Quote:Operations that deliver "correctly rounded" results whose error cannot exceed ½ unit in their last (10th) significant digit include the real algebraic operations +, –, *, ÷, x², √x, 1/x, and %, (...) and →H.MS. These results are the best that 10 significant digits can represent (...).

Operations that can suffer a slightly larger error, but still significantly smaller than one unit in the 10th significant digit of the result, include ∆%, →H, →RAD, →DEG, Px,y and Cx,y, LN, LOG, 10^x, ASIN, ACOS, ATAN (...) and finally SIN, COS, and TAN for real arguments in Degrees and Grads modes (...).

A function that grows to ∞ or decays to 0 exponentially fast as its argument approaches ±∞ may suffer an error larger than one unit in its 10th significant digit, but only if its magnitude is smaller than 10^–20 or larger than 10^20; and though the relative error gets worse as the result gets more extreme (small or large), the error stays below three units in the last (10th) significant digit. (...) Functions so affected, are e^x, y^x, x! (for non-integer x) (...).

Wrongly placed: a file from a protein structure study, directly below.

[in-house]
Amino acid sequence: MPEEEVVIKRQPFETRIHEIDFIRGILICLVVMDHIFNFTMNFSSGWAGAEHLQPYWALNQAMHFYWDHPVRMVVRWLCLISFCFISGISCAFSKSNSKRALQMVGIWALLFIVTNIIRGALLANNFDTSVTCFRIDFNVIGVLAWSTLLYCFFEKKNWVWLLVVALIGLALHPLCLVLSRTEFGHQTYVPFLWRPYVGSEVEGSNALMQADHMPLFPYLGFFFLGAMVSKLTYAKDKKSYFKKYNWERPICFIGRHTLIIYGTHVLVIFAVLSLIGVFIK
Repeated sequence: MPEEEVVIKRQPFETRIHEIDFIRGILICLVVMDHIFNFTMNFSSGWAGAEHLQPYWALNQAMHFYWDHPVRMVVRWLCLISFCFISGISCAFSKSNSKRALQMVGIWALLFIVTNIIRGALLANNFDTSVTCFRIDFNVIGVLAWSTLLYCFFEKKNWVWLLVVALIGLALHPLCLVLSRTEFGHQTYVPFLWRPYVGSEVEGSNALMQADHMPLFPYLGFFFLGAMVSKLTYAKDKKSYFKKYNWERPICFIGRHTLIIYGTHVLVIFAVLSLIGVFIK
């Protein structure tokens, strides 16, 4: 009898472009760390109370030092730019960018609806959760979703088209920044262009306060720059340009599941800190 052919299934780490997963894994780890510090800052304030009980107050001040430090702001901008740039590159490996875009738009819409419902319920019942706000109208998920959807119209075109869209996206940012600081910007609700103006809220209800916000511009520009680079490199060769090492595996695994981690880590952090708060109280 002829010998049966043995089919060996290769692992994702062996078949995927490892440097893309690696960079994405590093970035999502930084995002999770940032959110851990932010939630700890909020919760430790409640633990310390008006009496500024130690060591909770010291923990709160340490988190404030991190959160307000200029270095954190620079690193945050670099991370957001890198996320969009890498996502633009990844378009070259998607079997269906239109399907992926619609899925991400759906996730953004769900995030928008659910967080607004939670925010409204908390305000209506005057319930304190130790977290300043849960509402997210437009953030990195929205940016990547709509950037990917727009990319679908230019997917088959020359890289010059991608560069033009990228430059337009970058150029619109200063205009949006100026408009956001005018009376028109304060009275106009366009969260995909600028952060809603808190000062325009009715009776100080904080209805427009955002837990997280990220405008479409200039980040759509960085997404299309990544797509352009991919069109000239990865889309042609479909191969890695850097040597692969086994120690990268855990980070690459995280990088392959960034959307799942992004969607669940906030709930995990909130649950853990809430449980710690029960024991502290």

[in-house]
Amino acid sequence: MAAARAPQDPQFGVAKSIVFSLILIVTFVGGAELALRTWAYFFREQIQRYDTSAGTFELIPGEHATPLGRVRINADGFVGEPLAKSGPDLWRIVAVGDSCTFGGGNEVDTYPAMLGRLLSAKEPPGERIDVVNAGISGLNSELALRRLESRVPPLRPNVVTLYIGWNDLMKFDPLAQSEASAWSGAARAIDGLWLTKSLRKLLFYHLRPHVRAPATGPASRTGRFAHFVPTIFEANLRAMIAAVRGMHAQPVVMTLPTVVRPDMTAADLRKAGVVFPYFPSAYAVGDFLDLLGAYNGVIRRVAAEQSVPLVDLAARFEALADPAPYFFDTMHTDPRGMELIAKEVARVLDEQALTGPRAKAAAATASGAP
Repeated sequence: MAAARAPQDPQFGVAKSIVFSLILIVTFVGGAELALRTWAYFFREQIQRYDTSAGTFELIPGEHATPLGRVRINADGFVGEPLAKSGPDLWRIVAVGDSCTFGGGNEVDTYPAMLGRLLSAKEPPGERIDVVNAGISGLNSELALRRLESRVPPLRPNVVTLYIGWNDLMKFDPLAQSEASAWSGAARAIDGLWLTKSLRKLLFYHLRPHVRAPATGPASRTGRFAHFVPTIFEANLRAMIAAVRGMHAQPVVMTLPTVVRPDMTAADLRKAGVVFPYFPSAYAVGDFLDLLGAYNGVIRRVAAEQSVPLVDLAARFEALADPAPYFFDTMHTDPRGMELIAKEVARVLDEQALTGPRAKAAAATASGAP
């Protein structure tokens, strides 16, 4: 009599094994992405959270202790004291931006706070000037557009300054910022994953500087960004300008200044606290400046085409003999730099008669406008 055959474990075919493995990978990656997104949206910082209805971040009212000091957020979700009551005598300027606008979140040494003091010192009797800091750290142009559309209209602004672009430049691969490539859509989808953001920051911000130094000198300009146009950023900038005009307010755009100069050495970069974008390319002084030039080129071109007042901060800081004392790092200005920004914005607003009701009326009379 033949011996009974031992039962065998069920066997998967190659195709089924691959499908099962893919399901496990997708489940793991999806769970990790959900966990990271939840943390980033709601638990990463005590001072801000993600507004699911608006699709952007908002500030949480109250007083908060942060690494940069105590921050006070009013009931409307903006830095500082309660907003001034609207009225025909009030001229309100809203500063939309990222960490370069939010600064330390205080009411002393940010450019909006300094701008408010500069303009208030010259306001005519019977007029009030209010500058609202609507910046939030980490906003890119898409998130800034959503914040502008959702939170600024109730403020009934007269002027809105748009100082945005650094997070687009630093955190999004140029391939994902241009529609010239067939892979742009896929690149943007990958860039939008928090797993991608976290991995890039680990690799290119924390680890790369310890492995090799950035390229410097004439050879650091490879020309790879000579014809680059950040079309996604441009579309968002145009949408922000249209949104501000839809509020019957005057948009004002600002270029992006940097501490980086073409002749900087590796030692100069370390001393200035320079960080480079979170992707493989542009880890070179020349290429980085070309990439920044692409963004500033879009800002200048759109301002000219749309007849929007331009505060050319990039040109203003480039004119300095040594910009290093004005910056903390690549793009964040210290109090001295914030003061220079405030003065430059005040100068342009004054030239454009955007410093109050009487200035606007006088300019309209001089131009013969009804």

So the accuracy level depends on the function, and sometimes even on its argument. Since the four basic arithmetic functions as well as x² and √x deliver correctly rounded results they must be virtually exact internally, i.e. in all 13 internal digits, maybe the last one truncated. This would yield a max. error of 0,501 ULP.

The logs, 10^x and the trig functions (in DEG/GRAD) and their inverses may exhibit a slightly larger error, yet "significantly less" than 1 ULP. Maybe we can translate this to 0,6 ULP or 1 unit in the 11th place, or a relative error within 1E–11, maybe 0,7 ULP (rel. error < 2E–11). So there are 11 exact or nearly-exact digits.

And finally the error may spill into the last of the 10 digits presented to the user, where the 10th digit may be off by 2 or even 3 units.

What does this mean for a Gamma implementation in 13-digit MCode? The functions used in the Lanczos algorithm are mostly +, –, x and / which are (nearly) exact. On the other hand the logs may only have 11 valid digits. So this is what can be expected: about 11 exact digits, and a final error similar to that of the internal log or trig functions.

(09-02-2015 12:03 PM)Ángel Martin Wrote:  Yep, and even if they were how would you output it using just the standard X-register approach?